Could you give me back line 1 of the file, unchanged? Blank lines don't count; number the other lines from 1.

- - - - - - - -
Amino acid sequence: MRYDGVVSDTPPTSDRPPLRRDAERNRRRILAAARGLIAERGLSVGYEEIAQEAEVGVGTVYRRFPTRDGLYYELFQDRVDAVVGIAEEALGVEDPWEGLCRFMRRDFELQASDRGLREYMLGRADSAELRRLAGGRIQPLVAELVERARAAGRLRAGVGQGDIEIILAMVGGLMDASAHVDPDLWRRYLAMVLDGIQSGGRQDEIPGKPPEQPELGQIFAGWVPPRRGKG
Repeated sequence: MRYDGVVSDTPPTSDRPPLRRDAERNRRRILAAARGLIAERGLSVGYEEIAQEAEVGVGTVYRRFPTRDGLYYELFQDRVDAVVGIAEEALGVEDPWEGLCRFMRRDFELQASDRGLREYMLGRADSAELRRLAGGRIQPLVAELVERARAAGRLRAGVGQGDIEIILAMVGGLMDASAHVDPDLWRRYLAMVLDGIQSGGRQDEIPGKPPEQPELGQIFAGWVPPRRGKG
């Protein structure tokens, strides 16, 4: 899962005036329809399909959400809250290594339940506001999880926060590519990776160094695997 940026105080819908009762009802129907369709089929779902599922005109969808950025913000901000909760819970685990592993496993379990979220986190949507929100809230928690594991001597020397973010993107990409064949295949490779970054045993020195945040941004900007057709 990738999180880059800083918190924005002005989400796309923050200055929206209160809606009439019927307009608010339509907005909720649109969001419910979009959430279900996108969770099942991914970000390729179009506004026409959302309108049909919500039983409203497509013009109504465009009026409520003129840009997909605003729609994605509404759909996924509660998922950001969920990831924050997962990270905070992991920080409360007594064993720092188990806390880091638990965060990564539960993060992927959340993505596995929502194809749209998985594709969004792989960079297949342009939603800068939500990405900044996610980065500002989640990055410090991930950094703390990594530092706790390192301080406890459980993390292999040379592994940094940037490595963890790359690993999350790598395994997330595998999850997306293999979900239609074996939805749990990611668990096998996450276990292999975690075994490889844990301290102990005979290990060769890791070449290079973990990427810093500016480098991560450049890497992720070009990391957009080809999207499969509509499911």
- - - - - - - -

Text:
Amino acid sequence: MRYDGVVSDTPPTSDRPPLRRDAERNRRRILAAARGLIAERGLSVGYEEIAQEAEVGVGTVYRRFPTRDGLYYELFQDRVDAVVGIAEEALGVEDPWEGLCRFMRRDFELQASDRGLREYMLGRADSAELRRLAGGRIQPLVAELVERARAAGRLRAGVGQGDIEIILAMVGGLMDASAHVDPDLWRRYLAMVLDGIQSGGRQDEIPGKPPEQPELGQIFAGWVPPRRGKG